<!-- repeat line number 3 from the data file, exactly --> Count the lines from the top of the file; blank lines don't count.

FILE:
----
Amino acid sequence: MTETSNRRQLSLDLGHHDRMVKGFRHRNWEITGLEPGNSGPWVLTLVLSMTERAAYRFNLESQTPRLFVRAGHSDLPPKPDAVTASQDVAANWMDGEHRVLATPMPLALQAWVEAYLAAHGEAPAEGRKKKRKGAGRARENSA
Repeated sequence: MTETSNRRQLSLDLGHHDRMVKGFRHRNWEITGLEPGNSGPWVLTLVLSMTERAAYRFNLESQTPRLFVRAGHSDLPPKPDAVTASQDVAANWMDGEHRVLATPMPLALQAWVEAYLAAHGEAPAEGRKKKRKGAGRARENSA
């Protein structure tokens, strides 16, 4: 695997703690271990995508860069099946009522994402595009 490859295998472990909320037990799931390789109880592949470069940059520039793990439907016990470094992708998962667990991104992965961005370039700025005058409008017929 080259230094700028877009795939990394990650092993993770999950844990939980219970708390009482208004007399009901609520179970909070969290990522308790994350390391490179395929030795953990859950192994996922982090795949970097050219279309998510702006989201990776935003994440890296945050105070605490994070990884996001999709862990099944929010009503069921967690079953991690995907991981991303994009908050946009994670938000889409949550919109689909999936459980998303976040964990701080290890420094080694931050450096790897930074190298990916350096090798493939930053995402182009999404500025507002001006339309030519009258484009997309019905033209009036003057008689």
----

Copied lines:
């Protein structure tokens, strides 16, 4: 695997703690271990995508860069099946009522994402595009 490859295998472990909320037990799931390789109880592949470069940059520039793990439907016990470094992708998962667990991104992965961005370039700025005058409008017929 080259230094700028877009795939990394990650092993993770999950844990939980219970708390009482208004007399009901609520179970909070969290990522308790994350390391490179395929030795953990859950192994996922982090795949970097050219279309998510702006989201990776935003994440890296945050105070605490994070990884996001999709862990099944929010009503069921967690079953991690995907991981991303994009908050946009994670938000889409949550919109689909999936459980998303976040964990701080290890420094080694931050450096790897930074190298990916350096090798493939930053995402182009999404500025507002001006339309030519009258484009997309019905033209009036003057008689």